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Henry Lee Lucas

From Wikipedia and other sources

Henry Lee Lucas (August 23, 1936 – March 12, 2001) was an American convicted murderer. Lucas was convicted of murdering his mother in 1960 and the murder of two others in 1983. He rose to infamy as a serial killer after he confessed to around 600 other murders after his conviction while in prison to the Texas Rangers and other law enforcement officials. Many unsolved cases were closed based on the confessions and officially attributed the murders to Lucas; he was considered the most prolific serial killer in history. Lucas was convicted of murdering 11 people and condemned to death for a single case with an unidentified victim known as "Orange Socks". An investigation by the Dallas Times-Herald newspaper reporter Hugh Aynesworth showed that many of the murders Lucas confessed to were flatly impossible for him to have committed; while the Rangers defended their work, a follow-up investigation by McLennan County District Attorney Vic Feazell and Attorney General of Texas Jim Mattox concluded Lucas was a fabulist who had falsely confessed. Lucas's death sentence was commuted to life in prison in 1998. Lucas himself recanted the confessions as a hoax.

Lucas's case caused a re-evaluation in police techniques and greater awareness of the possibility of false confessions. Investigators did not consider that the petty privileges granted by the "confession" interviews themselves would be a motive to continue confessing - fancy steak dinners, milkshakes, TV privileges, and so on. Investigators also let Lucas see the case files so he could "refresh his memory", making it easy to seemingly demonstrate knowledge of facts that only the perpetrator should know. The police also did not record their interviews, making it impossible to know for sure how much information interviewers accidentally gave Lucas unprompted.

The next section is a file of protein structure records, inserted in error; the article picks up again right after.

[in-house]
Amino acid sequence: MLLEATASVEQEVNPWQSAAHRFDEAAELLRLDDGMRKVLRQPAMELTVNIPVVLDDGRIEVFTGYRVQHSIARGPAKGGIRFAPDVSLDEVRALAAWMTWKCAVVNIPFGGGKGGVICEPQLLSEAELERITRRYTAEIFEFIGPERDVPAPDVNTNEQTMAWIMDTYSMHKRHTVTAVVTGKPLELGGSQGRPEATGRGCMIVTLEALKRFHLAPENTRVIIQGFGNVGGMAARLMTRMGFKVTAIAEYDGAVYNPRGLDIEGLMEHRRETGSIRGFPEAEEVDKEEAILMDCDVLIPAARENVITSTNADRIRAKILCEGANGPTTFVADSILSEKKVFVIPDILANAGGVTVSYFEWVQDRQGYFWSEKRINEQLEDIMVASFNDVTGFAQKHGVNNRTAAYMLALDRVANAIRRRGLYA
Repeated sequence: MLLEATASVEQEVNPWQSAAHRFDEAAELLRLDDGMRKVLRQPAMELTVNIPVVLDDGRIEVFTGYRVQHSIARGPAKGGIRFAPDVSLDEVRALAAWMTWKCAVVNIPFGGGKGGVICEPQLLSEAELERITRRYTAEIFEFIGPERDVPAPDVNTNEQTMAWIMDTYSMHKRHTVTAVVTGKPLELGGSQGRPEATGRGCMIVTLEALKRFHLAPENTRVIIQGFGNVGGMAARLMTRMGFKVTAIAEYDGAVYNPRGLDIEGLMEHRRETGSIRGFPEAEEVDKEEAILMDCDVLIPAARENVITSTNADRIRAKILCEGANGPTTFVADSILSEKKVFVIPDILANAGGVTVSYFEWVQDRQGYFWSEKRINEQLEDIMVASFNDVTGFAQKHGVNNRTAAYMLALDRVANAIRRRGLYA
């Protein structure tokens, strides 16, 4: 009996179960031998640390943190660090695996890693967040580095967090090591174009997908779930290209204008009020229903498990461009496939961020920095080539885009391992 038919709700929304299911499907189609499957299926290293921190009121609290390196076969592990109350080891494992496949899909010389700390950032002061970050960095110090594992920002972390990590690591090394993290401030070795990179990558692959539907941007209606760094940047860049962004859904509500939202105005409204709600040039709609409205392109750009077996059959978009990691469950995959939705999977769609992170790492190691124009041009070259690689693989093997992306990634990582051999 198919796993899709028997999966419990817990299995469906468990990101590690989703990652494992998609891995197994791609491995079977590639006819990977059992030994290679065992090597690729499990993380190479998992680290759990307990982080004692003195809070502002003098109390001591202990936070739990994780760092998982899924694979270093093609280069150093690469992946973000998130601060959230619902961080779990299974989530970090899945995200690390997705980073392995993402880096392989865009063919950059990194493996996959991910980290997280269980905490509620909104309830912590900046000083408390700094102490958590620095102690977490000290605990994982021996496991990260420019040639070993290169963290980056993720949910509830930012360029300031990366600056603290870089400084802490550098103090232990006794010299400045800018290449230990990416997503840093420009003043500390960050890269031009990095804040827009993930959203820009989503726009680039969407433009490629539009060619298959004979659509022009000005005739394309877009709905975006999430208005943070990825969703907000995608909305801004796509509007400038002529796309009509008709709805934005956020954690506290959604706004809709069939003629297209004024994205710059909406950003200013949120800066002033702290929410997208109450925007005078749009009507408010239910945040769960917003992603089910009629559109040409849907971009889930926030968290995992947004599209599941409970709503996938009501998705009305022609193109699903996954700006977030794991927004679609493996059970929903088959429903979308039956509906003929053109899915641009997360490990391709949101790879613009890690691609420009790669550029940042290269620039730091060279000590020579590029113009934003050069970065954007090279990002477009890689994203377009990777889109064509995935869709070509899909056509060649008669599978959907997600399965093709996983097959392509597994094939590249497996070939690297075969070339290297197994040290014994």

Early life

Lucas was born on August 23, 1936, in Blacksburg, Virginia. Lucas lost an eye at age 10 after it became infected due to a fight. A friend later described him as a child who would often get attention by frighteningly strange behavior.  Aside from this, Lucas' mother was a prostitute who would force him to watch her have sex with clients and cross dress in public.

In December 1949, Lucas' father, Anderson, whose legs had been severed in a railroad accident, died of hypothermia after going home drunk and collapsing outside during a blizzard. Shortly thereafter, while in the sixth grade, Lucas dropped out of school and ran away from home, drifting around Virginia. Lucas claimed to have committed his first murder in 1951, when he strangled 17-year-old Laura Burnsley, who had refused his sexual advances. As with most of his confessions, he later retracted this claim. On June 10, 1954, Lucas was convicted on over a dozen counts of burglary in and around Richmond, Virginia, and was sentenced to four years in prison. He escaped in 1957, was recaptured three days later, and was subsequently released on September 2, 1959.

In late 1959, Lucas traveled to Tecumseh, Michigan to live with his half-sister, Opal. Around that time, Lucas was engaged to marry a pen pal with whom he had corresponded while incarcerated. When his mother visited him for Christmas, she disapproved of her son's fiancée and insisted he move back to Blacksburg. He refused, after which they argued repeatedly during the visit about his upcoming nuptials.